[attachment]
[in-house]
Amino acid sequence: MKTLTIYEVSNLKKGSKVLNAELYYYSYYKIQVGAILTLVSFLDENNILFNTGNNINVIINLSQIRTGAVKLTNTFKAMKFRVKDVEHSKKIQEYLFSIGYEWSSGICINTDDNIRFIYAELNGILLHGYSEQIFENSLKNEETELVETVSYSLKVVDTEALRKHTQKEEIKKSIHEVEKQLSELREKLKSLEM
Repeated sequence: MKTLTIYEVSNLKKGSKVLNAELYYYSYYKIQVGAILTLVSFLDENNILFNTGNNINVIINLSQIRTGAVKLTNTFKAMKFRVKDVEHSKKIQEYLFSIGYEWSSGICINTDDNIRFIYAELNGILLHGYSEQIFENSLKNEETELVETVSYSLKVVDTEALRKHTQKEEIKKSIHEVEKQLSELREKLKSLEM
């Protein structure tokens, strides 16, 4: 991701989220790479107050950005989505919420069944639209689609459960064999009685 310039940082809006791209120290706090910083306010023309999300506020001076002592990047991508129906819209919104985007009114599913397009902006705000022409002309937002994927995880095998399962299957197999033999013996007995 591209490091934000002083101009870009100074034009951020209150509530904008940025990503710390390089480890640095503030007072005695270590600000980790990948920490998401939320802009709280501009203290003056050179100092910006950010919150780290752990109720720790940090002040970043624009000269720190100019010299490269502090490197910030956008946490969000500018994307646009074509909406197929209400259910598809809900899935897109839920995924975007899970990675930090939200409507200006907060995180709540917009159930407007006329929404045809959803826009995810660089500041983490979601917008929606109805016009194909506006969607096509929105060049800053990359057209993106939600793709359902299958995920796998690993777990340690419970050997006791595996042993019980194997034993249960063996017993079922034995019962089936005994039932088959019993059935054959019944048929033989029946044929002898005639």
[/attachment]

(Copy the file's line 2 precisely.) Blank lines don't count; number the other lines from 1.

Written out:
Amino acid sequence: MKTLTIYEVSNLKKGSKVLNAELYYYSYYKIQVGAILTLVSFLDENNILFNTGNNINVIINLSQIRTGAVKLTNTFKAMKFRVKDVEHSKKIQEYLFSIGYEWSSGICINTDDNIRFIYAELNGILLHGYSEQIFENSLKNEETELVETVSYSLKVVDTEALRKHTQKEEIKKSIHEVEKQLSELREKLKSLEM